“Just because you’re retired doesn’t mean all of the needs are the same; people have different situations for housing, income and health, among other things. The towns have to find out what their needs are and address them,” she said. “One gap that we noticed is that the jitney is limited and doesn’t run on evenings and weekends. Not all seniors want to do their shopping in the daytime Monday through Friday, so we sought alternatives, and looked at resources offered through the county and other organizations.”

Rowe also said it is important that South Orange and Maplewood know that the seniors are not looking to only receive assistance, they are also eager to give back in the places where they live.

“One of the activities that came out of the desire to give back is the Repair Cafe, which is an idea that a South Orange resident brought to the advisory committee. It’s an international organization that is age friendly, and very environmental and it really took off. Repair Cafes give beloved objects new life by repairing them and keeping them out of the landfills, and it also provides a nice way for cross-generational interaction because older generations are used to repairing things, but people today tend to throw items out and buy a new one. Ours is the first one in New Jersey, and both Newark and Summit plan to adopt the program as well. We hold it every six months, one in fall and spring,” Rowe said, adding that seniors want to contribute.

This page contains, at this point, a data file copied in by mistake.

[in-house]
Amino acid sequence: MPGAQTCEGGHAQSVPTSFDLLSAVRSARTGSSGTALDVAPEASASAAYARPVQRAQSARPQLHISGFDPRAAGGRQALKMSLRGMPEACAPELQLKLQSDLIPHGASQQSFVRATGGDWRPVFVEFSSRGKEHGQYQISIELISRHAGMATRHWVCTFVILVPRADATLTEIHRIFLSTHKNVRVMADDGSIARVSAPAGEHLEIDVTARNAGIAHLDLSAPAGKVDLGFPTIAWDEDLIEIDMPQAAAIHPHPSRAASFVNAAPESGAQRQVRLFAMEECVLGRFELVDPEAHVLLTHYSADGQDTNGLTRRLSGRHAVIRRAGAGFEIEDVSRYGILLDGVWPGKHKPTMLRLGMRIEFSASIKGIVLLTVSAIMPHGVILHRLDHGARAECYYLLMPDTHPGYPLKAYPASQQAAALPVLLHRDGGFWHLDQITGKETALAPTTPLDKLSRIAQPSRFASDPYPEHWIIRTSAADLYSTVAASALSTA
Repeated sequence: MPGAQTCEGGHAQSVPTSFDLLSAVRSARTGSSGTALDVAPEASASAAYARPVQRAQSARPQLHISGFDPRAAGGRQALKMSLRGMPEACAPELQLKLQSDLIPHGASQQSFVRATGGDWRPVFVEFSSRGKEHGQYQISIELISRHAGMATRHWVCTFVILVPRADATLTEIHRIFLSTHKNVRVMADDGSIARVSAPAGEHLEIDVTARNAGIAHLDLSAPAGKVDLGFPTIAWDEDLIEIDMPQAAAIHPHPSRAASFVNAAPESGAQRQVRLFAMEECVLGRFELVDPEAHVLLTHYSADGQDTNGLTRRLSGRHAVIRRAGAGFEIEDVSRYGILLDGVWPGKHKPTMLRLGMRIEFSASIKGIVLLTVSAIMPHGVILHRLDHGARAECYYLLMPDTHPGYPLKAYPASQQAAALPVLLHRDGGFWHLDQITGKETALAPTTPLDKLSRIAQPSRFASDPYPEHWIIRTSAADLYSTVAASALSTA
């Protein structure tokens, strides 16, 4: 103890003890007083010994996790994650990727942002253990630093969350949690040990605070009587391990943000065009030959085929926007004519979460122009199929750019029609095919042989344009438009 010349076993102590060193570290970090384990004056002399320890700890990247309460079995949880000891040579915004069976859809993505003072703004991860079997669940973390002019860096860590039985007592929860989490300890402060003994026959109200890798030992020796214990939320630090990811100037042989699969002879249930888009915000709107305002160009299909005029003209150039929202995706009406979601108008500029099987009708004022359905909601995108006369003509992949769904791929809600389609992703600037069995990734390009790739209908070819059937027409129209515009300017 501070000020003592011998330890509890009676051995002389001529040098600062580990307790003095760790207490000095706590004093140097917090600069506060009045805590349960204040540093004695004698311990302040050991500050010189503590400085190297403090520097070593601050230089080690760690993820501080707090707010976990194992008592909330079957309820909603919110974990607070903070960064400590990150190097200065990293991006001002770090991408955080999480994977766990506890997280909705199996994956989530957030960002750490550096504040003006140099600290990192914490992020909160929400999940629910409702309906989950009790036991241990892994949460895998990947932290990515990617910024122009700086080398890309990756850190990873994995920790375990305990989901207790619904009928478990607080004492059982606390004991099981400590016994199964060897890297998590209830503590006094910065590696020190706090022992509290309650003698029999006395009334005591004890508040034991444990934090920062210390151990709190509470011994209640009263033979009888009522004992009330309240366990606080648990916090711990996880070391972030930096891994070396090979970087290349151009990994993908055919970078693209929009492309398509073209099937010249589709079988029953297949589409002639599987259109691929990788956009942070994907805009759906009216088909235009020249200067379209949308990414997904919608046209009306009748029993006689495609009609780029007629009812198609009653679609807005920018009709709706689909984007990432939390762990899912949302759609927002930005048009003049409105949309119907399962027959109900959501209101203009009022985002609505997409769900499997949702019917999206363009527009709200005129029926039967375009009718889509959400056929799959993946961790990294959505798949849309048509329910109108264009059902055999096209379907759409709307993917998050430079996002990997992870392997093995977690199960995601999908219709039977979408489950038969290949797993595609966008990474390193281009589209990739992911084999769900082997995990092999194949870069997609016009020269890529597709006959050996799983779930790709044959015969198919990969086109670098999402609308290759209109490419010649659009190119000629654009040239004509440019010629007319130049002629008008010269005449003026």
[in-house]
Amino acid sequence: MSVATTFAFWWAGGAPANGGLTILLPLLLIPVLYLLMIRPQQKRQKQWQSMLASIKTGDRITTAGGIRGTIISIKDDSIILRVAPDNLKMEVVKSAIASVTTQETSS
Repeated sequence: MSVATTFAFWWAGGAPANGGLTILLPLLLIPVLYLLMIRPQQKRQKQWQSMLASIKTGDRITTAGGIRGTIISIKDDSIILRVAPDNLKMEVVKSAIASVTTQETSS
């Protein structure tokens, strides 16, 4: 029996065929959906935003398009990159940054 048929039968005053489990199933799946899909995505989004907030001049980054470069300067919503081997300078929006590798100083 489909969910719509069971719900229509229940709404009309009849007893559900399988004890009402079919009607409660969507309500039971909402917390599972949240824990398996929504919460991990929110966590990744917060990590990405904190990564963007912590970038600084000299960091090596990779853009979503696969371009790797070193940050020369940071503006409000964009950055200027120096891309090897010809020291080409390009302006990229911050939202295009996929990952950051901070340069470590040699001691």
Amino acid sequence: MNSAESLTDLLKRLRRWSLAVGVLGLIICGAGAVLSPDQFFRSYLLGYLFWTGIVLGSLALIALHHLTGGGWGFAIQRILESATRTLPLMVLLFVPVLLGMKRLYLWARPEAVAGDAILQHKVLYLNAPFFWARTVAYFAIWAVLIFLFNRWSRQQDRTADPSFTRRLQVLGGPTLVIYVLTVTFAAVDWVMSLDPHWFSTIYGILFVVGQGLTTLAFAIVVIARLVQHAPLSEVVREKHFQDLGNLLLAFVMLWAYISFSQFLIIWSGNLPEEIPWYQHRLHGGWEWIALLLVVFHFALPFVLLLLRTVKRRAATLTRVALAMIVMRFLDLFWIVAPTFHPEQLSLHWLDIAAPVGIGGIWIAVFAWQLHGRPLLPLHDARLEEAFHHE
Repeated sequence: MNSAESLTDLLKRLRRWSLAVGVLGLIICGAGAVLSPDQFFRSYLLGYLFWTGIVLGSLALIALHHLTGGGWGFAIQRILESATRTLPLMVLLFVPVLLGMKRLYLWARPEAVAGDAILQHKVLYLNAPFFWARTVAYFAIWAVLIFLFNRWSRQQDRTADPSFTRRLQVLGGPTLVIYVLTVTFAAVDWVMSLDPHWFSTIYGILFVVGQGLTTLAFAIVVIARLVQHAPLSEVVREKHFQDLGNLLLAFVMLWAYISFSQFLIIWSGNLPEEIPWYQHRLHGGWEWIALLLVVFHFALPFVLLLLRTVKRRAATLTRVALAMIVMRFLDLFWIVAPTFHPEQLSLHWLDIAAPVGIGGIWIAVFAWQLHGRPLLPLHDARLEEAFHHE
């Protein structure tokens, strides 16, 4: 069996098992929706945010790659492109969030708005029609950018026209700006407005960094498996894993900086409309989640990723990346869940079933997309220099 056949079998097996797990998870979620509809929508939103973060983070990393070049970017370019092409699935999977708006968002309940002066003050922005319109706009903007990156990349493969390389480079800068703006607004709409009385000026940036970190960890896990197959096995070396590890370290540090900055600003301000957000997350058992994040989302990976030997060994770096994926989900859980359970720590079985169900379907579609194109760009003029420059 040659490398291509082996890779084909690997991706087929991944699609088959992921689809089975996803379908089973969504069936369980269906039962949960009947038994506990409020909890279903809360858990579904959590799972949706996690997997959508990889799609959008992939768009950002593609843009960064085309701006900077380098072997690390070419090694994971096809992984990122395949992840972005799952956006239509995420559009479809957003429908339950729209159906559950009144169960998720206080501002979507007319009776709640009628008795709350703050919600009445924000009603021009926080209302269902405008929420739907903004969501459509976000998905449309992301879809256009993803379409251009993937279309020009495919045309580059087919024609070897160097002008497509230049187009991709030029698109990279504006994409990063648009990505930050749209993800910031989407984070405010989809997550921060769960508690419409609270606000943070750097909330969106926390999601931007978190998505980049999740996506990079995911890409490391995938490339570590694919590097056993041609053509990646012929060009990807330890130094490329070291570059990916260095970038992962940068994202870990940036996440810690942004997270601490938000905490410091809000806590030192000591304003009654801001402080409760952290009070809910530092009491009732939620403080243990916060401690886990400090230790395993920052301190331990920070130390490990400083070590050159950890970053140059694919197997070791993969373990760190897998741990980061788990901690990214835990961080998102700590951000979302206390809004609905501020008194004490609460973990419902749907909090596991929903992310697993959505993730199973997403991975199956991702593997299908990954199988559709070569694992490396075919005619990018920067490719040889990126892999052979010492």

“They want to bring passion and knowledge to share with others. One of the things that sets us apart from other towns is that from the beginning we got support from our mayors. We got help from the top down and that makes a huge difference. The mayor of Maplewood and the village president of South Orange are committed and we are going to make this happen, we’re in it for the long haul.”

The next SOMA Repair Cafe will be held at Morrow Memorial Church, 600 Ridgewood Road in Maplewood, on Saturday, Oct. 27, from 2 to 5 p.m. To share repair skills or volunteer to help at the event, contact Cathy Rowe at or 973-558-0863. Volunteers of all skill levels are appreciated.